Sunday, December 9, 2012


While Christmas shopping yesterday I spotted a guy in a blue and white t-shirt that said "WEST COAST ROCK RADIO 92.8 FM SAN DIEGO CALIFORNIA."  I think it was an example of what I call "fake nostalgia" clothing that you find at stores like Old Navy who specialize in t-shirts with vintage graphics from rock bands, biker bars, colleges, campgrounds, automotive supplies, audio equipment and a zillion other things.  Sometimes these shirts feature actual name brands but just as often they're retro-looking fakes.  I don't know why these fake ones have always bothered me but none so much as that radio shirt from yesterday.
The 92.8 frequency is not used in San Diego or North America for that matter, where all stations end in 0.1, 0.3, 0.5, 0.7 and 0.9 MHZ.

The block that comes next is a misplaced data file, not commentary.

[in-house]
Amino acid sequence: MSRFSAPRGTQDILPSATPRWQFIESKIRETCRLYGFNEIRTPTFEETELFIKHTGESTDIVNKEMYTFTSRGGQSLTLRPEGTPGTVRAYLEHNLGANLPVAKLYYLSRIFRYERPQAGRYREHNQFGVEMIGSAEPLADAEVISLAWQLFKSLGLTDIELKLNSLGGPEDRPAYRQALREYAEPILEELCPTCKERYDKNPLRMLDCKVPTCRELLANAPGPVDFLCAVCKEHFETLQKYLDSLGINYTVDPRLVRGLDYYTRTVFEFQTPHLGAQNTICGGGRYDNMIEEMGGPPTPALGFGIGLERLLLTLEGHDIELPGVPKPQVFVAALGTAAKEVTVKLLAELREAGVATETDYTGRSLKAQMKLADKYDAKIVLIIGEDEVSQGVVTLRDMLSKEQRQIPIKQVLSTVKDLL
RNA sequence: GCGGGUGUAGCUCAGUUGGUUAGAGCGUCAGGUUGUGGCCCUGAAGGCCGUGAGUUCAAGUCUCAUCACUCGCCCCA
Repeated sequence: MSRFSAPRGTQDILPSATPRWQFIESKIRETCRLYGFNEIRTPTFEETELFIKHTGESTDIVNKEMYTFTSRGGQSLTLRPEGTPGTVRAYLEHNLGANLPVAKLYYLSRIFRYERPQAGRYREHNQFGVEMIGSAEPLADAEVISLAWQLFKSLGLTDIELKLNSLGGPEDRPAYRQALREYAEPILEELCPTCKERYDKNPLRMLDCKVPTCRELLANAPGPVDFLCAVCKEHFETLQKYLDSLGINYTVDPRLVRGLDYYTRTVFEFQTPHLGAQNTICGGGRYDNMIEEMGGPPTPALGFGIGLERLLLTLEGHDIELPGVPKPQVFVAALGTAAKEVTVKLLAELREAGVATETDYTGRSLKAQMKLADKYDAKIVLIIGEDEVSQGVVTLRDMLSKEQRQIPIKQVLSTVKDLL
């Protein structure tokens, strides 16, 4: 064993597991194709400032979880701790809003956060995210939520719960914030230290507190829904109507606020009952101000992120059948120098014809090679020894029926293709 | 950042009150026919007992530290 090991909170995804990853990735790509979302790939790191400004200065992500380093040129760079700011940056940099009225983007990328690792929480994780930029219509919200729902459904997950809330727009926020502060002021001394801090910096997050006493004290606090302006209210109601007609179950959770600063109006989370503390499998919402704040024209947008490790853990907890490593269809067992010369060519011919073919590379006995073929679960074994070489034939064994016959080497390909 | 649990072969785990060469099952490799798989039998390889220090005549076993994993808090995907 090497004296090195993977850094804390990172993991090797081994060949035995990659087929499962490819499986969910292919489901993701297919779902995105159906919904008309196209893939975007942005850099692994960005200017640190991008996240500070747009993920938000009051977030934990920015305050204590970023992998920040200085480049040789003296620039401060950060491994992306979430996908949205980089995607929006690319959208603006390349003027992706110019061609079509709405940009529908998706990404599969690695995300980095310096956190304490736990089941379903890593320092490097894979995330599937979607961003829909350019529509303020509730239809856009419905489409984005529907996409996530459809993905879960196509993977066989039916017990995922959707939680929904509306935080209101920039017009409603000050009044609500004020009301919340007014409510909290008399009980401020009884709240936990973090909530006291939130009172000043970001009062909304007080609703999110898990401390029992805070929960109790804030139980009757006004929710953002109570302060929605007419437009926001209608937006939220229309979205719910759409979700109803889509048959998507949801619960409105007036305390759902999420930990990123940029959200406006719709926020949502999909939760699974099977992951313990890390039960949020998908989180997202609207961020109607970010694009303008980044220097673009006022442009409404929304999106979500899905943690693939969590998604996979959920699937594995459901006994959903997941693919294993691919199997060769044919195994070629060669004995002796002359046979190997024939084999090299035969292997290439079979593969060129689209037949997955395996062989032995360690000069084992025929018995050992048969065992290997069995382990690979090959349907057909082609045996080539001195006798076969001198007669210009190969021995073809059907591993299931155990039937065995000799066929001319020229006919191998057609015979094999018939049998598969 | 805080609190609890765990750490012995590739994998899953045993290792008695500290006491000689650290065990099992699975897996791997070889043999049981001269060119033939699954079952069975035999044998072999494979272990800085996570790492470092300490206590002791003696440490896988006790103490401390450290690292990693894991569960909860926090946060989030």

Four stickers from KIOZ, an actual Rock station in San Diego, California.


  1. And for many years (July 29, 1991 until April 1, 1996), the KIOZ calls were at 102.1 in Encinitas, CA in North San Diego County, when that station was called "K-102" (see how "IOZ" becomes "102"?) and then "Rock 102.1".

    When the KIOZ call letters moved to 105.3, they replaced the calls KCBQ-FM ... a set of calls that were legendary on the AM band.

    102.1 is now KPRI, with call letters that also have history in the San Diego market on 106.5, which became "California Classics" KLZZ in 1984, then "Q-106" KKLQ in 1987, and is now Spanish-language "La Nueva" KLNV.

    Musical call letters, anyone?

  2. I have that shirt